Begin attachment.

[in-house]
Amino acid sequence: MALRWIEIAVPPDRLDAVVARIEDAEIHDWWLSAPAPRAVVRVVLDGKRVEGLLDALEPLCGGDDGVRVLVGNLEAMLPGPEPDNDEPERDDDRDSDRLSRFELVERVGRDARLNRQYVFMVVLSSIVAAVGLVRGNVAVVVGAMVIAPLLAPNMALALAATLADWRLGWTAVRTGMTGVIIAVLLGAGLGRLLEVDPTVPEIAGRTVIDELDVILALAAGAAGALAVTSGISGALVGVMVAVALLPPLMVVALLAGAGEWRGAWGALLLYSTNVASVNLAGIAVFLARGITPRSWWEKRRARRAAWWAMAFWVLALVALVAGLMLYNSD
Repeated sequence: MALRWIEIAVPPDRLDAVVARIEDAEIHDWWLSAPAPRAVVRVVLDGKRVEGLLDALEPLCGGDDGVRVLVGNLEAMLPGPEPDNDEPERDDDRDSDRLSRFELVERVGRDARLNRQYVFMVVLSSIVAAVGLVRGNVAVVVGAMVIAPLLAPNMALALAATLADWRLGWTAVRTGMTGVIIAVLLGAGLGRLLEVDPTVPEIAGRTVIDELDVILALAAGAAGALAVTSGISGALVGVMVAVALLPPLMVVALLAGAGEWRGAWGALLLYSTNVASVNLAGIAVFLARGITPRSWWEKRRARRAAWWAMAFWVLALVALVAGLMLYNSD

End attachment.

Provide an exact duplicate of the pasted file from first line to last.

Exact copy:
[in-house]
Amino acid sequence: MALRWIEIAVPPDRLDAVVARIEDAEIHDWWLSAPAPRAVVRVVLDGKRVEGLLDALEPLCGGDDGVRVLVGNLEAMLPGPEPDNDEPERDDDRDSDRLSRFELVERVGRDARLNRQYVFMVVLSSIVAAVGLVRGNVAVVVGAMVIAPLLAPNMALALAATLADWRLGWTAVRTGMTGVIIAVLLGAGLGRLLEVDPTVPEIAGRTVIDELDVILALAAGAAGALAVTSGISGALVGVMVAVALLPPLMVVALLAGAGEWRGAWGALLLYSTNVASVNLAGIAVFLARGITPRSWWEKRRARRAAWWAMAFWVLALVALVAGLMLYNSD
Repeated sequence: MALRWIEIAVPPDRLDAVVARIEDAEIHDWWLSAPAPRAVVRVVLDGKRVEGLLDALEPLCGGDDGVRVLVGNLEAMLPGPEPDNDEPERDDDRDSDRLSRFELVERVGRDARLNRQYVFMVVLSSIVAAVGLVRGNVAVVVGAMVIAPLLAPNMALALAATLADWRLGWTAVRTGMTGVIIAVLLGAGLGRLLEVDPTVPEIAGRTVIDELDVILALAAGAAGALAVTSGISGALVGVMVAVALLPPLMVVALLAGAGEWRGAWGALLLYSTNVASVNLAGIAVFLARGITPRSWWEKRRARRAAWWAMAFWVLALVALVAGLMLYNSD